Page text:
Date: Sat, 14 Oct 1995 14:56:04 -0400
From: "Peter D. Junger" [email protected]
Subject: Some random conclusions
I fear that much of our attachment to our positions throughout this conference is the result of our wanting to be good people. I certainly know that the indignation that I feel at some of the–I would say "unfeeling"–ideas that have been expressed here–wherever "here" is in an electronic conference–such as the idea that the rights of others flow from our duties as "rational" beings–which certainly leaves me out–arises from my desire to be a good person, or at least to appear to be one.
So I want to start by quoting some cautionary words of Master Shinran, even though these words are notoriously dangerously easy to misunderstand, and even though I probably misunderstand them:
"Even a good person is born in the Pure Land, how much more so an evil person."
It seems to me much of our discussion has been afflicted with hubris.
Our motley heap of //soi-disant// Buddhists and fellow travelers are, after all, not going to stop the torture in Tibet, the "white" slavery in Thailand, the nastiness of the police in Los Angeles, racism in the United States, or the hunger of the homeless in Cleveland, Ohio.
And this is so, even though many of us have vowed to save all beings at a single bound in our sincere desire to be mistaken for Bodhisattvas.
It may seem to you, on the other hand, that I am afflicted with acedia.
One useful thing that we have demonstrated is that an electronic conference is not (necessarily) a community.
Thus it would not be unreasonable to take this conference as a working–in a disfunctional sort of way–model of the global economy–the global anomie–that is the karmic consequence of my beginningless greed, anger, and folly.
The conclusion that I draw from this–and this is //not// a conclusion of despair–is that we are not, //as a group//, going to be able to do anything effective to alleviate suffering except to the extent that we are a community, a //Gemeinschaft//.
In our desire to help others, whether by proclaiming human rights or by setting up Buddhist soup kitchens, it is tempting to forget all those others whom our rights won’t help or our soup won’t feed. Despite our denial, however, the suffering of those others will continue. . . . Our suffering will continue.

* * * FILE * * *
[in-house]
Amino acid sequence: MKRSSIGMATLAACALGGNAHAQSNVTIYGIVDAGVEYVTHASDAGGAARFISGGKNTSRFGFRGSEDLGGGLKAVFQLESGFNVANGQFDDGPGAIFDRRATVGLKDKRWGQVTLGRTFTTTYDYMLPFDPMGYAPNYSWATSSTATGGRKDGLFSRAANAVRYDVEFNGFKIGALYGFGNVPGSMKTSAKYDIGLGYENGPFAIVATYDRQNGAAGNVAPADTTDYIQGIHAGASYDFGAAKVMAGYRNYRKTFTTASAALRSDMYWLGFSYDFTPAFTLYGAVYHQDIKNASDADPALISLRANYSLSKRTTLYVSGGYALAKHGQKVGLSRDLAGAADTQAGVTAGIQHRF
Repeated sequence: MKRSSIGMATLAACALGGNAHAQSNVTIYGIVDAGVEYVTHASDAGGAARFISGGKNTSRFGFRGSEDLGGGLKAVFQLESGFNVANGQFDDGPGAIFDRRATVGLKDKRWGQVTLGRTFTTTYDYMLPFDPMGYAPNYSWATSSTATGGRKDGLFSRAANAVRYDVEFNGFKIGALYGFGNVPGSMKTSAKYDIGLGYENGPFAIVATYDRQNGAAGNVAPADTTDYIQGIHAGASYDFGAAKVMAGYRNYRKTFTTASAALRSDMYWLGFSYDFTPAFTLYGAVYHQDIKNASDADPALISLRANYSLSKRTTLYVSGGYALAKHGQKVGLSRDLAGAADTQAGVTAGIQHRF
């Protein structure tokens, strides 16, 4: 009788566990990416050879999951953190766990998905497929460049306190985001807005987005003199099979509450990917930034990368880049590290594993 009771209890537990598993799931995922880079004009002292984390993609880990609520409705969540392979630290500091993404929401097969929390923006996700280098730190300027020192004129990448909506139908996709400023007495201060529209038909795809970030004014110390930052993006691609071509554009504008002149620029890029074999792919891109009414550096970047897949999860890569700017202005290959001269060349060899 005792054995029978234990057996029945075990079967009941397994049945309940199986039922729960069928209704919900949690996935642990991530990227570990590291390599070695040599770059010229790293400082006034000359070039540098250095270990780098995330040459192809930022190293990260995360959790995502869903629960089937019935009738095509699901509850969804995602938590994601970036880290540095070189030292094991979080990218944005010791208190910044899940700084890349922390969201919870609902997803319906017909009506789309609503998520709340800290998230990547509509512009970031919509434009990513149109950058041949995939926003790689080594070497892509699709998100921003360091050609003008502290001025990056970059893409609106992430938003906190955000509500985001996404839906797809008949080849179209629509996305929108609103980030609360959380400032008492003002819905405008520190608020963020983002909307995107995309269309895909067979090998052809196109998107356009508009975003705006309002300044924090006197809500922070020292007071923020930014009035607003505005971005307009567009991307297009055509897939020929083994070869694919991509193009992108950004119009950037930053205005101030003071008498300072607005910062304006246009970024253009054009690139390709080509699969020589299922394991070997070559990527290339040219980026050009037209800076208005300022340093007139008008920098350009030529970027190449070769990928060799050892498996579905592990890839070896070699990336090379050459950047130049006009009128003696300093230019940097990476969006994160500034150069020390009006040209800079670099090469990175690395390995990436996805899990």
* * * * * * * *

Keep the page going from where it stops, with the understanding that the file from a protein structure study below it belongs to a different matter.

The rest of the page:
The Buddhadharma teaches the path that leads to the cessation of suffering. That path may include the proclamation of rights and the giving of soup, but the Buddhadharma is not about the proclamation of rights or the giving of soup.
I have been taught that the greatest of the paramitas is the perfection of giving, and that the giving need not be of cash or tax-deductible goods and services. A smile or a "good morning" can work (Buddhist) miracles. (I have also been taught that a good example of a Buddhist miracle is an apple growing on an apple tree.)
Some of you will be familiar with the Ox-Herding pictures that illustrate the path that students of Zen follow by just sitting. The final picture, after Ox and Self are forgotten, is, as I recall: Returning to the Village with Helping Hands.
For traditional Buddhists, unless they happened to be rajas, the responsibilities of government were not among their burdens, and thus they could hardly be expected, or expect themselves, to establish something like Human, or Civil, Rights. To the extent that they and their communities acted rightly, however, the "interests" that are protected by such Rights would be protected.
In our global anomie, however, things are different. Those of us–and I complacently assume that this includes almost all of us who are taking part in this conference–who live under nominally democratic governments have responsibility for the suffering that our governments cause. I have responsibility for the human rights violations in El Salvador that my government connived at and I have responsibility for the fact that my government is far more concerned that the Chinese government respect copyrights than that they respect human rights.
Yet as time goes by we have less and less control, even in theory, over our governments, or those parts of governments that have gotten away, like corporations. Everything is left to the impersonal hands of the market, and the market is driven, in both theory and practice, by that very ignorant greed that we are taught is, in a circular sort of way, the first cause of suffering. (Did you know that the market will not work, even in theory, if you recognize that your well-being is in any way dependent upon the well-being of others? That is a–mathematical–truth.)
As the modern system of nation-states, each compulsively maximizing its own "self"-interest, and each composed of rights-bearing "rational" maximizers of their own misperceived "self"-interests, becomes more and more indistinguishable from the hell of hungry ghosts, I submit that what we need is not more rights, but more community.
Now how we are to go about facilitating the formation of communities in the midst of a world-wide "free market" economy is quite beyond me.
But as a goal I suspect that we can all find (human) communities much less contentious than (human) rights. Perhaps it would be a profitable idea to have a conference on "Buddhism and Community".
And as a first step towards community perhaps we can each put our hands together in //Gassho// and bow in gratitude to…
Peter D. Junger
Case Western Reserve University Law School